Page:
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Love, Loss In 'Supernova' Hits Home For Stanley Tucci


I probably don't need to remind you that this has been a year of losses - losses of life, of employment, of certainty - that's been shocking for many people. But what would you do if what you were losing is yourself, and you could see it coming - or you could see it in someone you love, the center of your life?

In the new movie "Supernova," Stanley Tucci and Colin Firth play Tusker and Sam, a longtime couple crisscrossing the English countryside, visiting family and friends and spots they've come to know over the years. At first, it seems like another relaxing road trip until it quickly becomes clear that Tusker has early onset dementia, and the changes are becoming impossible for either man to ignore.


STANLEY TUCCI: (As Tusker) I'm becoming a passenger. And I'm not a passenger. This thing is taking me to a place where I don't want to go. And no one is going to be able to bring me back. No. I can't. No, I can't do that.

COLIN FIRTH: (As Sam) And I knew something was going up on it. If I'm honest, I knew. I just - you don't spend all those years with someone without noticing the...

TUCCI: (As Tusker) Yeah. I know.

MARTIN: It is a lovely and intimate and in many ways heartbreaking film that asks powerful questions about life and love and loss. And Stanley Tucci is with us now from London to tell us more about it.

Stanley Tucci, so glad to have you with us. Thank you so much for joining us.

TUCCI: Well, thank you so much for having me. Thank you.

MARTIN: There's so much to this particular role. And you've done so many things. I mean, people will have seen you in - you know, depending on what you like, people will have seen you in something - like "The Devil Wears Prada" or...

TUCCI: Right.

MARTIN: ..."The Hunger Games" - I mean, just so many different kinds of projects over the years. So what is it about this particular role that appealed to you?

TUCCI: Well, it was just so beautifully written. The script as a whole was gorgeous, and either role was wonderful. You don't often get a script that is so restrained and poetic. And you don't often get a script that's really about something. And this was, as you said earlier, a beautiful look into the love and loss and from a very particular - in a very particular set of circumstances, meaning we have a same-sex couple. And that is never even brought up.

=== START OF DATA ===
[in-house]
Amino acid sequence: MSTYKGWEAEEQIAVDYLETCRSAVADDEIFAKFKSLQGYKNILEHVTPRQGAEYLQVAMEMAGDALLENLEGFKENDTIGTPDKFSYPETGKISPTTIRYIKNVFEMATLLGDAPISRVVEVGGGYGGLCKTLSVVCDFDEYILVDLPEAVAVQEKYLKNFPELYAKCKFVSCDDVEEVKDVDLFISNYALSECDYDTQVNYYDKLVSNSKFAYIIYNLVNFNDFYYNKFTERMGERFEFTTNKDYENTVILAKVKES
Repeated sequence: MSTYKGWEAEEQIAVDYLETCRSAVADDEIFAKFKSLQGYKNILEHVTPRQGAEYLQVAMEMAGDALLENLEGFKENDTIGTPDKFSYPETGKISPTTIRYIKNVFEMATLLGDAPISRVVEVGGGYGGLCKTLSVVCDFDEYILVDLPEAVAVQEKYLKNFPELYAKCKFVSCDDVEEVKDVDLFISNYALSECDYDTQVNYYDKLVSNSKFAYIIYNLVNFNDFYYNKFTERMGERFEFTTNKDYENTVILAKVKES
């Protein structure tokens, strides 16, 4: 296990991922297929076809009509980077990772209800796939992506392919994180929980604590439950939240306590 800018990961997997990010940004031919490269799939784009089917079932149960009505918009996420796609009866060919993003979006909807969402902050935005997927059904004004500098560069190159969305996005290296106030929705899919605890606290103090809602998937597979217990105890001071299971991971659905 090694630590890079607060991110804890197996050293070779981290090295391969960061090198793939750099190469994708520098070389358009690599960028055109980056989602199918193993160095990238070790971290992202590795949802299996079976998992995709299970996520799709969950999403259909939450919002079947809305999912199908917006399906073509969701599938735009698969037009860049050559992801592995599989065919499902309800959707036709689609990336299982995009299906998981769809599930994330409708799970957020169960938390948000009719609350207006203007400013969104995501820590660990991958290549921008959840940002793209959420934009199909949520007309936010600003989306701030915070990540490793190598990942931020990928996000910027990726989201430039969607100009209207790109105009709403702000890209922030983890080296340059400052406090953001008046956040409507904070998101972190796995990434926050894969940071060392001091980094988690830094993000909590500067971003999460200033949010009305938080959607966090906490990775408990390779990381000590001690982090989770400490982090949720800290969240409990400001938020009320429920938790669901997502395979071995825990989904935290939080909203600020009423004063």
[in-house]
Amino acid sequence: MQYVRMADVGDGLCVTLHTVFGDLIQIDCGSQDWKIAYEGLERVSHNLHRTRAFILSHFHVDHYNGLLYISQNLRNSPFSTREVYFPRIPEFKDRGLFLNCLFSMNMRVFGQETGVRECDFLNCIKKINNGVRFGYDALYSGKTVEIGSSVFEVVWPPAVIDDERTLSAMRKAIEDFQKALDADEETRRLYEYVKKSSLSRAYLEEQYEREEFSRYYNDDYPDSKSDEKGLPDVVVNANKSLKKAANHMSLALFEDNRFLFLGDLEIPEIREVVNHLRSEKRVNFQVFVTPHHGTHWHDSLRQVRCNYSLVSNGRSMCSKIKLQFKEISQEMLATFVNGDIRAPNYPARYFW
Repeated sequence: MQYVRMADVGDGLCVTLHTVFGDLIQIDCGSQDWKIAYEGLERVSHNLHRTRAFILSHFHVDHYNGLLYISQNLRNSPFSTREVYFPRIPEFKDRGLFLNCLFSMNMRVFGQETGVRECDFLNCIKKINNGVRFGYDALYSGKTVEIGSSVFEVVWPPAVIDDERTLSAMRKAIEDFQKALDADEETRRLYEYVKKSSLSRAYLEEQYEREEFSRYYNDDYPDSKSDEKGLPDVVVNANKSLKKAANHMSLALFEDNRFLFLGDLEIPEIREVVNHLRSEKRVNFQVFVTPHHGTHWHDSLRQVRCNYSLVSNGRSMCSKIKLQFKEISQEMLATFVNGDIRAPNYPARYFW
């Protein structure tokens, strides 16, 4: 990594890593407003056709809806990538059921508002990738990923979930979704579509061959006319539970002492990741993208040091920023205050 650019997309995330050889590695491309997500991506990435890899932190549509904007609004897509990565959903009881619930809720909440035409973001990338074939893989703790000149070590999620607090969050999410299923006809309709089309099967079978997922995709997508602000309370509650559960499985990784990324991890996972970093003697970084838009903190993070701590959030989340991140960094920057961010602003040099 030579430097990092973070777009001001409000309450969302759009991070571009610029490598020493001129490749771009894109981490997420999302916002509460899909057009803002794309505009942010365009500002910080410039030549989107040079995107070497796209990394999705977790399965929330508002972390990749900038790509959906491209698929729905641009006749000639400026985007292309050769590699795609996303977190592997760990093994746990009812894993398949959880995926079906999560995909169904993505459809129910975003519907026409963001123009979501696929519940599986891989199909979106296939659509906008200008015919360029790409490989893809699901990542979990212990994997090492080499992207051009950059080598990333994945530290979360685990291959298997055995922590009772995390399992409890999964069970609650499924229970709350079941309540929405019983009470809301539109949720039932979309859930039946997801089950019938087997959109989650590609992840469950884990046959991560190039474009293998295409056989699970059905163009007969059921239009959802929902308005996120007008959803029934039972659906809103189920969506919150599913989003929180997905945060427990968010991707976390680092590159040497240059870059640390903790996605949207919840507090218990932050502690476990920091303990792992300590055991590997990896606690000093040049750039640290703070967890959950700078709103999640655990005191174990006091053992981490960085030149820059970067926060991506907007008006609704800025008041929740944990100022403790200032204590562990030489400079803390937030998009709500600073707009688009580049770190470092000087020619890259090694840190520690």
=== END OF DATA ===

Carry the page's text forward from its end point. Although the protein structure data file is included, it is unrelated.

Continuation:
And that was another reason why I love the script - because it didn't focus on their sexual preference or orientation. It was just two people who love each other. And in that way, I think the movie breaks a lot of ground, but also the way it deals with the illness of early onset dementia. And it's never histrionic. It's never melodramatic. It's at times fairly dramatic. It just sort of is. And Harry's the kind of director - Harry McQueen, director-writer, who, you know, knows - who's - he's an actor as well, so he knows very well that silences are equally as important as words.

MARTIN: How did you prepare for this?

TUCCI: Well, Harry had given us, Colin and I, a lot of research. And so I was able to go through that, cull through that and just sort of pick what I thought was appropriate. So - but really, for me, mostly, it was the documentaries, the footage of people dealing with the disease. And as soon as you see that - it's very hard to watch because it's heartbreaking.

And I don't have a history of it in my family. I've never encountered anyone who has it, so it was quite new to me. But it's very, very difficult to watch. And you can just see how hard it is for the people who are suffering from it, but also from the people who are - who love them and are trying to help them through it.

MARTIN: It's true. That's so - you know, what's sort of remarkable about the film, if you're going into it not knowing anything about it, I mean, at first, you just think they're kind of having a fun road trip. And then the scene at the beginning, very early on, where they're at a diner, and Sam, played by Colin Firth, is just looking at you so hard, you know, while you're - you're just kind of going about your business, you know, looking at the map and so forth. And he's looking at you so hard, it just makes you feel, like, what is happening here?

And just the quietness between the two of you - it just speaks to people who have been together for so long. And I understand that you and Colin Firth are actually friends. Like, you've been friends for quite some time. I wonder - that had to have played a role in - I mean, I'm not an actor, so how would I know? - but it just - in how comfortable you are with each other.

TUCCI: Oh, yeah, without question. I mean, we've known each other for 20 years. And, you know, we've been together in the greatest of times and some of the most difficult times that both of us have had. You know, our kids are friendly. We've seen them grow up. We've seen them go through difficult times. And so all of that, of course, informs your friendship, deepens your friendship. But it can't help but inform if you - whatever you happen to do together creatively.

MARTIN: I just want to play this short clip of this scene between you and Colin Firth. I don't know. I just like it just because it's...

TUCCI: OK (Laughter).